Periodontal disease, or “gum” disease, affects four out of every five adults. This makes periodontal disease one of the most common diseases affecting mankind, and is the leading cause of tooth loss in adults. It is caused by the presence of bacterial plaque. Plaque is formed by the action of the bacteria normally found in…
When it comes to caring for an infant, most parents are well aware of the need for routine pediatrician visits as part of their baby’s healthcare regimen. What’s less recognized is the importance that family dentistry plays in maintaining the health of your child. For optimal oral health, the American Association of Pediatric Dentistry (AAPD) recommends that dental visits begin with the appearance of a child’s first tooth as an effective way to kick-start a lifelong program of preventing dental disease.
One Baby Tooth + One Pediatric Dental Visit = Zero Cavities
“The ‘first-tooth visit’ lets the pediatric dentist check for proper oral and facial development, see if the teeth are growing in properly, and detect early tooth decay,” says H. Pitts Hinson, president of the American Academy of Pediatric Dentistry (AAPD). “It also gives the dentist a chance to walk parents through a complete program of home dental care for the child.”
Tooth decay, even in the earliest stages of life, can have serious implications for a child’s long-term health and well-being – and it’s becoming more of a problem every day. A recent report from the Centers for Disease Control and Prevention comparing the dental health of Americans in 1988-1994 and 1999-2002 found a 15.2 percent increase in cavities among two- to five-year olds. In addition, the U.S. Surgeon General has identified tooth decay as the most common childhood disease.
A possible contributor to this trend is the fact that only three out of five children visit a dentist at least once a year. While parents may avoid taking a child to the dentist to save money, studies show that children who have their first dental visit before age one have 40 percent lower dental costs in their first five years than children who don’t, making preventive care a sound health and economic decision.
Without preventive care, the impact of tooth decay on child development can be striking. A study in Pediatric Dentistry showed that children with cavities were significantly more likely to weigh less than 80 percent of their ideal body weight. Even more disturbing is evidence that the effects of poor oral health may be felt for a lifetime. Emerging research suggests that improper oral hygiene may increase a child’s risk of having low-birth-weight babies, developing heart disease, or suffering a stroke as an adult.
The Significance of Baby Teeth
Despite the fact that permanent adult teeth eventually replace baby teeth, it is still important that baby teeth remain healthy and in place until they’re lost naturally. They serve several critical functions, including:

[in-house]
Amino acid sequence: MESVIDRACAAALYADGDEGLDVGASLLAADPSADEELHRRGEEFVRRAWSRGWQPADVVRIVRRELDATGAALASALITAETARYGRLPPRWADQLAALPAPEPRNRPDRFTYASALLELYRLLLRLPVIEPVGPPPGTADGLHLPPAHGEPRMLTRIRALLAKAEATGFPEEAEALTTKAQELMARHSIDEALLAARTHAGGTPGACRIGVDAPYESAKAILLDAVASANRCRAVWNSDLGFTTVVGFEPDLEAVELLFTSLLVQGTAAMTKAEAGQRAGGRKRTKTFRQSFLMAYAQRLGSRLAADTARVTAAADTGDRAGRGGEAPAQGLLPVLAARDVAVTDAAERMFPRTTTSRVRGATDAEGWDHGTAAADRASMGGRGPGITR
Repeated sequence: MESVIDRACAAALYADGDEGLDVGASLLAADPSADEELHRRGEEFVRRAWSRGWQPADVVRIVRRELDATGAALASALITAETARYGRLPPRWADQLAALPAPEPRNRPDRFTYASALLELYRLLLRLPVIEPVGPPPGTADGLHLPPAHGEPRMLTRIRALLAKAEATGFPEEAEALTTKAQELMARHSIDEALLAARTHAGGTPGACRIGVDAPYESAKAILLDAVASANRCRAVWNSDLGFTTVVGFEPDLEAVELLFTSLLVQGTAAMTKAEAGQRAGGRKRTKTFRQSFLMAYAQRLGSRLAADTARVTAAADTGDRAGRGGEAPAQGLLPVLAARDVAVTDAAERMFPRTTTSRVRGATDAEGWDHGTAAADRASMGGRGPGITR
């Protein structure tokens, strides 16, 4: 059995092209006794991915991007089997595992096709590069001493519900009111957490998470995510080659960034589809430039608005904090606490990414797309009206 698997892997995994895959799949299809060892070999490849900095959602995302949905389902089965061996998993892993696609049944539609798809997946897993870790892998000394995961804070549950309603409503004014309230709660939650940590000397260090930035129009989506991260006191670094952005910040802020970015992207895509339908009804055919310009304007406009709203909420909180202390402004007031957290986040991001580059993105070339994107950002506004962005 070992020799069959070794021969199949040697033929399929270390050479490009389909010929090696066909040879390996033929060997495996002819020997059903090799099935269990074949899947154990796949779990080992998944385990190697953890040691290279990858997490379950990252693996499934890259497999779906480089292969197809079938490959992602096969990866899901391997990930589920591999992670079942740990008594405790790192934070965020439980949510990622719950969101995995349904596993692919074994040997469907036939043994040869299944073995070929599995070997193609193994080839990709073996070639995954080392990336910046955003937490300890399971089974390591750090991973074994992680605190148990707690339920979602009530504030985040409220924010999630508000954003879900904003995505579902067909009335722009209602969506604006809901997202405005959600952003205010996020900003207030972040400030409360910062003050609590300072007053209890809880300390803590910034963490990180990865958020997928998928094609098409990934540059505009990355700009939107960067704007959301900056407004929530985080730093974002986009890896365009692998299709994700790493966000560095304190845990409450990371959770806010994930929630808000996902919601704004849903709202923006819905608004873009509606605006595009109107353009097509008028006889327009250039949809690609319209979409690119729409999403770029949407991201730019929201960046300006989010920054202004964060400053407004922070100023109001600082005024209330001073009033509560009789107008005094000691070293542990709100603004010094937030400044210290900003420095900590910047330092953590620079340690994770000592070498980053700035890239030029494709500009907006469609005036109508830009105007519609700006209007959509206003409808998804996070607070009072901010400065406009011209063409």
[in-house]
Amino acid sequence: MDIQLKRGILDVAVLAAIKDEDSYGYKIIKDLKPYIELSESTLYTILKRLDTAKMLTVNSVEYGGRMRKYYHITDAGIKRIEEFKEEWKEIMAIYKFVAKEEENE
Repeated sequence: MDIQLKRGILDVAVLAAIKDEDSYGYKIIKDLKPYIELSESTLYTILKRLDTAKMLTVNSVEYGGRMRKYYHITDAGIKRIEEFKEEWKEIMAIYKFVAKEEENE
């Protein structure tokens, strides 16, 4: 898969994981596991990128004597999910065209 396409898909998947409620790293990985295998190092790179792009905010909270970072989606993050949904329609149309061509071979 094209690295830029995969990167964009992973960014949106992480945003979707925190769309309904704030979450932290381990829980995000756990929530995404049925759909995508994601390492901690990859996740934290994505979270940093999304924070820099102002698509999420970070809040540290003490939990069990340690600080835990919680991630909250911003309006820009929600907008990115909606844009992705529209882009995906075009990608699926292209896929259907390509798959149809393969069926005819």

- Fostering good nutrition by permitting proper chewing
- aiding speech development
- helping permanent teeth by saving space for them
- creating self-esteem – a healthy smile helps children feel good about how they look to others
No one is better equipped – at home or in general family dentistry – to care for primary teeth than pediatric dentists. Considered the foremost experts in child dental health, pediatric dentists complete at least two years of advanced training after dental school, preparing them to address the unique needs of infants, children and adolescents – including those with special healthcare requirements. Even their offices are designed with children in mind. Having the first dental visit in such a pleasant environment before the onset of any tooth problems establishes trust and confidence in children towards dental care that can carry over into adulthood. It both helps children feel good about visiting the dentist and encourages them to care for their own teeth.
In addition to regular dental visits, there are many things parents can do to help their children prevent tooth decay:
- Brush your child’s gums twice a day with a soft cloth or baby toothbrush and water even before the first tooth appears.
- Talk to your pediatric dentist about your child’s fluoride needs. Infants require fluoride to help developing teeth grow strong, and children who primarily drink bottled water may not be getting the fluoride they need.
- If you must put your child to sleep with a bottle, use nothing but water – other beverages can damage teeth, leading to cavities.
- Never dip a pacifier into honey or anything sweet before giving it to a baby.
- The best times for your child to brush are after breakfast and before bed.
- Limit frequency of snacking, which can increase a child’s risk of developing cavities.
- Take good care of your own teeth. Studies show that babies and small children can “catch” cavity-causing bacteria from their parents.
Feel free to contact us if you have any questions about pediatric dentistry or to schedule a smile consultation with one of our doctors.